Abstract: The average height of Colombian women increased 8.95 cm between 1905 and 1985 and of men 8.96 cm in the same time period. Thus the country was a success story according to international standards in this respect. The information for the adult height of Colombians born between 1905 and 1985 was obtained from a database with more than 9 million observations constructed with the national ID cards. This implies that the results are indicative of what happened to the overall population. For the pre-industrial era in Colombia, which is before the 20th century, information on height is only available from 1870. The source in this case is the records of the passports issued to Colombian citizens, for which we have obtained about 17.000 observations. The analysis of those records for the period 1870-1919 reveals some striking results. In the first place, the long run behavior of height was stable, unlike what is observed with the national ID card records, beginning in 1905, in which case heights were increasing. The group included in the passport records is much taller than those from the ID card. For the period 1905-1909 the average passport height for men was 168.7 cm compared with 162 cm for national ID cards. In the case of women the former had an average height of 158 cm and the later 150 cm. Another characteristic found in the passport sample is that there were almost no regional differences, unlike what is observed in the case of the national ID cards. The reason why the behavior of the height of Colombians obtained in the passports differs from the one recorded in the national ID cards is that in the 19th century and early 20th century Colombians who traveled abroad, mainly to Europe and the US, belonged to the elite. Thus, they seemed to have good levels of nutrition and living conditions which made them relatively tall even by the standards of European countries at that time. However, although tall by the standards of the 19th century these Colombians had an average height which was below Colombians born in 1985. While the average height for men in this group in 1900 was 168.2 cms, Colombians born in 1985 grew to an average height of 170.6 cm. Thus, the health conditions under which the elite found itself was holding their height down. Only until the late 1920’s, when the earliest the international advances in modern medical technology would have been felt, could many of the health impediments for advances in height would have begun to be eliminated.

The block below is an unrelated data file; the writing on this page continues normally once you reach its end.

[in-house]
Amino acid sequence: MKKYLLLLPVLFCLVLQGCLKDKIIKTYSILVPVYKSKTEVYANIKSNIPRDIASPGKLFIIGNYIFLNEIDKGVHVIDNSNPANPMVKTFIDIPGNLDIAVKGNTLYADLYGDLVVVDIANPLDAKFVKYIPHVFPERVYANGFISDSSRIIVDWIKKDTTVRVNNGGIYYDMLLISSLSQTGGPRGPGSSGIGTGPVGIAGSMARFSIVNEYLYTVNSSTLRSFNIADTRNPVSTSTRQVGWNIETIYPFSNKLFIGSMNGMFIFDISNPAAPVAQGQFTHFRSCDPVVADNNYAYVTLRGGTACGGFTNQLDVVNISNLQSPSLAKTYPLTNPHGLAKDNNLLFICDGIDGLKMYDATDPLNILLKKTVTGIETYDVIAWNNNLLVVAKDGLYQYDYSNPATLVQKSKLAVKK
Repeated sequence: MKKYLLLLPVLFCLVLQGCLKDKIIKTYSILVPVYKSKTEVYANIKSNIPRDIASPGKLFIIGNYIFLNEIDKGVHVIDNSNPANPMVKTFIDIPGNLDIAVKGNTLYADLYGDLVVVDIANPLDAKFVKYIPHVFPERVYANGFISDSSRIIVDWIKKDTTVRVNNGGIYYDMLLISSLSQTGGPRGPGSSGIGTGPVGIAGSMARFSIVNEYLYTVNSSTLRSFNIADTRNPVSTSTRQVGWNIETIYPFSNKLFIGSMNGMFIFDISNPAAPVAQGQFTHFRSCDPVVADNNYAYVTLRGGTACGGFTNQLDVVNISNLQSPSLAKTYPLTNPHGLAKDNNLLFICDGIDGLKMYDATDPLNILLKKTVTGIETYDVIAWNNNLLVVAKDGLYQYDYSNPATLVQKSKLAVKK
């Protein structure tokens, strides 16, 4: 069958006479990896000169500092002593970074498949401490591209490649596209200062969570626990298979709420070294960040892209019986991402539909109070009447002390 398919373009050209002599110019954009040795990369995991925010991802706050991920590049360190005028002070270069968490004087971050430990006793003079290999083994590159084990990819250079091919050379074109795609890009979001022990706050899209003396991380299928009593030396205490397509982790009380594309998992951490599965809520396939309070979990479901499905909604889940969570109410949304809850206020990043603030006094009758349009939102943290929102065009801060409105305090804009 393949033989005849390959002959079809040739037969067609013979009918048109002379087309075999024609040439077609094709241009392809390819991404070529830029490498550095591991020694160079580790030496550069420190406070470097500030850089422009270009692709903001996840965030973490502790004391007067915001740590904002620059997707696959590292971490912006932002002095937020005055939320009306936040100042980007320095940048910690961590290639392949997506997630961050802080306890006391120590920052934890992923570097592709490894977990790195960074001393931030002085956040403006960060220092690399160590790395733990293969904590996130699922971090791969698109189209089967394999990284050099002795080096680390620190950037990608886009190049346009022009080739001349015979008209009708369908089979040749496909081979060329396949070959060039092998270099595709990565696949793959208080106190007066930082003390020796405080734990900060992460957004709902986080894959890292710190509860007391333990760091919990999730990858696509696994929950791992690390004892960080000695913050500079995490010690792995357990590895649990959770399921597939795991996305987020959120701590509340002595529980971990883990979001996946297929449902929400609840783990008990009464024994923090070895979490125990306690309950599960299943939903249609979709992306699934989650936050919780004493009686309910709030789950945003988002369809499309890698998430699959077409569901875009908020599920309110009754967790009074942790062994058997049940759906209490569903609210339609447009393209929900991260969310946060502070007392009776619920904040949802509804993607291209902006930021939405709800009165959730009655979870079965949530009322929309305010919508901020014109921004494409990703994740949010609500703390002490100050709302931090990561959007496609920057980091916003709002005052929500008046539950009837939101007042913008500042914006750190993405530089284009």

3. By: Ivan Moscati (Bocconi University - IEP)
    Abstract: This paper examines the history of the neoclassical theory of consumer demand from 1871 to 1971 by bringing into play the knowledge theory of the Marburg School, a Neo-Kantian philosophical movement. The work aims to show the usefulness of a Marburg-inspired epistemology in rationalizing the development of consumer analysis and, more generally, to understand the principles that regulate the process of knowing in neoclassical economics.
    Keywords: Consumer Theory, Demand Theory, Utility Theory, Neo- Kantianism, Marburg School
    JEL: B13 B21 B40 D11
    Date: 2005–06–16
  4. By: Joseph P. Ferrie; Werner Troesken
    Abstract: Between 1850 and 1925, the crude death rate in Chicago fell by 60 percent, driven by reductions in infectious disease rates and infant and child mortality. What lessons might be drawn from the mortality transition in Chicago, and American cities more generally? What were the policies that had the greatest effect on infectious diseases and childhood mortality? Were there local policies that slowed the mortality transition? If the transition to low mortality in American cities was driven by forces largely outside the control of local governments (higher per capita incomes or increases in the amount and quality of calories available to urban dwellers from rising agricultural productivity), then expensive public health projects, such as the construction of public water and sewer systems, probably should have taken a back seat to broader national policies to promote overall economic growth. The introduction of pure water explains between 30 and 50 percent of Chicago%u2019s mortality decline, and that other interventions, such as the introduction of the diphtheria antitoxin and milk inspection had much smaller effects. These findings have important implications for current policy debates and economic development strategies.
    JEL: N0 N9
    Date: 2005–06
  5. By: Ivan Moscati (Bocconi University - IEP)
    Abstract: This paper reconstructs the history of experimental research on consumer demand behavior between 1930 and 1970. The backgrounds of the experiments and their impact on the development of consumption theory are also investigated. Among other things, the paper shows that in fact many prominent economists of the period were involved in this stream of research.